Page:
In New York, everything goes by in a heartbeat. Even during events like NYFW, the chaos follows you everywhere you go. You name it: rushed pedestrians, agitated taxi drivers, packed front row, flickering camera flashes, etc.

Amidst all the storm, the one fashion show that stood out in my mind - and still does - is Barragán's S/S 2017 presentation at The Standard. Despite being billed as one of the "smaller" fashion shows in the eyes of the New York fashion hierarchy, Barragán's is purely the calm that settles down a storm.

As the designer of his namesake label, Barragán, Victor Barragán is a revolutionary character that's stirring the pot in the fashion industry. Instead of booking models from established agencies, Barragán discovers his models through Instagram.

Last February, he broadcasted his A/W 2016 fashion show on a live porn site. Although Barragán may not be a punk rock musician, he is purely punk rock in spirit. Thanks to his revolutionary antics, it's no secret that America's #1 style bible hailed him as one of the "New Guards" to watch for.

Mountain View

You were born and raised in Mexico, then you decided to move to New York to pursue a career in fashion. What was it like when you first moved to New York and how did that move affect your creativity as a designer?

After I moved and started settling down in a new country and city, I was affected for so many different reasons - a cultural shock that is in NYC as a full inspiration. My first presentation was here in NYC before we changed the name [YTINIFNI] to my last name. The art direction was different now; the brand is more personal.

Based on your designs, the most dominant features include asymmetry, deconstruction, juxtaposition and cutouts. For instance, you had a bi-colored iridescent tank top/dress that you featured on your S/S 2017 show and a fur coat/moto jacket hybrid for A/W 2016. What aspect of life does the element of duality represent in your designs?

Juxtaposition of culture, fabrics, inspiration is a theme that really inspires me to mix something different to create a new element.

A photo posted by BARRAGÁN NYC (@barragannnn) on

Critics have said that your clothes are very driven by the late '90s and early '00s as evidenced by the hoop earrings, minimalistic silhouettes and pop culture references. Is there an intention to represent yourself as someone who has a high sentiment to those decades?

The ideas and inspiration of that era come from my childhood consuming American TV, music, culture, etc and mixing with the Mexican too. I keep it really present these days - it's a nostalgic feeling that I enjoy.

Apart from your designs, I see that you are heavily interested in pop culture. However, you have a very comical twist that pokes fun of TV shows (e.g. Friends), bands (e.g. Metallica and *NSYNC) and celebrities (e.g. Leonardo Di Caprio). What is your relationship to pop culture like and how do you relate yourself to it?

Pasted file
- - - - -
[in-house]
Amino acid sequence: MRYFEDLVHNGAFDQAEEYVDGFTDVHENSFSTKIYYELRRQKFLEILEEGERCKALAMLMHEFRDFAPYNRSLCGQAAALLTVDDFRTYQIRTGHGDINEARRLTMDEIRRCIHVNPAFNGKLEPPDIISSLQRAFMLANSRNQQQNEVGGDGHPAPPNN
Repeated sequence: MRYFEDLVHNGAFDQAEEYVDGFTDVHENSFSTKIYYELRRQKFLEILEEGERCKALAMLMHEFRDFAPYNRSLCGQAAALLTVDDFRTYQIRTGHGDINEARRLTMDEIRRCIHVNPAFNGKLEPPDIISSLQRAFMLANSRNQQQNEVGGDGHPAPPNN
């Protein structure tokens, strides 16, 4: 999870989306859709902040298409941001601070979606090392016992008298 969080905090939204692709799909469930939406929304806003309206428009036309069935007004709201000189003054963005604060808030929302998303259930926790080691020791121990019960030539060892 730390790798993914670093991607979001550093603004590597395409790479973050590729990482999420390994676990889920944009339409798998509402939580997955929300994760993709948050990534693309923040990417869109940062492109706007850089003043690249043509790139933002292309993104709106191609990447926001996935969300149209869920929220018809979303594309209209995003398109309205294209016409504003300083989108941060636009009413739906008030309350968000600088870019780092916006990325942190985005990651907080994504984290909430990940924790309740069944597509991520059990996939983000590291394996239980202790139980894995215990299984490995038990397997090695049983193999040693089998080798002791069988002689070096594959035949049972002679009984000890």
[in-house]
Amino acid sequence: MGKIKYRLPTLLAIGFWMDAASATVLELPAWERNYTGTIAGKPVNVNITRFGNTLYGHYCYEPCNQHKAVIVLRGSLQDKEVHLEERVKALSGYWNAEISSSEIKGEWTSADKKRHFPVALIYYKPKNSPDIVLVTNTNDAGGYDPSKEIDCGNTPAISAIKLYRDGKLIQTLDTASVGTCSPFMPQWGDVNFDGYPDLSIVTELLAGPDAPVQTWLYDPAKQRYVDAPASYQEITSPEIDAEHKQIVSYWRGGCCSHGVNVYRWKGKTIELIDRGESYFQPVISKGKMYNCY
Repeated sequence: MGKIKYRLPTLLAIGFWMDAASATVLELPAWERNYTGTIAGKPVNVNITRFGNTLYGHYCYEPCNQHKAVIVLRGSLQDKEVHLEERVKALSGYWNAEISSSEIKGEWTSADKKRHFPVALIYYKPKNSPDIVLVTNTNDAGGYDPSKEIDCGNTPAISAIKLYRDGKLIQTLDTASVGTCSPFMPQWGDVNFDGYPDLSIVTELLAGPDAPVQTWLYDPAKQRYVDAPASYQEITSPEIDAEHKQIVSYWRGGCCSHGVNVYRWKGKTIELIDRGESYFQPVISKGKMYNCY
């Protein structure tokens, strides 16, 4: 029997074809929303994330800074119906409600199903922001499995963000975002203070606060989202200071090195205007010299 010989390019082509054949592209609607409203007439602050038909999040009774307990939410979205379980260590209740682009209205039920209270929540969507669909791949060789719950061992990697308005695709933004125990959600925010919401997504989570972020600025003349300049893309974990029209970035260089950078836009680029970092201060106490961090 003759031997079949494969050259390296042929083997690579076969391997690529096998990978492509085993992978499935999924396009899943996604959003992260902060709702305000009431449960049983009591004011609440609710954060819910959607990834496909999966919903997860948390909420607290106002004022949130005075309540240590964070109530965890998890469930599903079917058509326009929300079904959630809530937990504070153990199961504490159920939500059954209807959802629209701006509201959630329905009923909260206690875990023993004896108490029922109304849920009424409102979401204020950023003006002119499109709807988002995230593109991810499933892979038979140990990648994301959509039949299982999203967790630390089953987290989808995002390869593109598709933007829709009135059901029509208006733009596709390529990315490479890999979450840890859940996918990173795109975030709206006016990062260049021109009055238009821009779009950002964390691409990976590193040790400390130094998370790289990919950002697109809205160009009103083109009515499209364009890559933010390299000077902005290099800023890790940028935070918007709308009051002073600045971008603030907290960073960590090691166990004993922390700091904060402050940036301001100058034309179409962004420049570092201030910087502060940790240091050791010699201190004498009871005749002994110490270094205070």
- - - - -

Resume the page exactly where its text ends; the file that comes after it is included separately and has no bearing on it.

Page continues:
In some way, it's impossible to escape this culture; it's everywhere. I change the context and references that we consume without notice, creating synapses in our head all the time.

Second to pop culture, food happens to be a frequent theme in your work. You feature a drawing of a salmon on a shirt, stuffed a vinyl top with mushrooms and designed a necklace with banana peels. Is there a certain motif that food represents?

Incorporate any organic element in the wardrobe or in the moldboard creating a fashion that's less obvious and more humorous. It changes the context of the clothes and any organic element that could play the same function.

What I admire about you is the fact that you are willing to revolutionize the fashion industry's conservative attitude towards gender and sexuality. You cast trans models from Instagram at your fashion shows and at one point, you broadcasted your A/W 2016 show via a sex webcam site Cam4. Why have you chosen to express your opinions on gender and sexuality via fashion?

I feel fashion is a moment to feel free about diversity - not only sexual but... I care so much about the ethnic diversity in our show. I'm trying to push a context where any human can be part of this. This is the best way to express what you feel.

A photo posted by BARRAGÁN NYC (@barragannnn) on

Now that you've been noticed by Vogue as one of the "New Guards" of fashion, what goals have you achieved to earn this title?

Our way to show the garments and the concept around each season is being our stronger way to the audience so that they can recognize our work in our visual diary.

You can view more of Victor Barragán's work by heading here.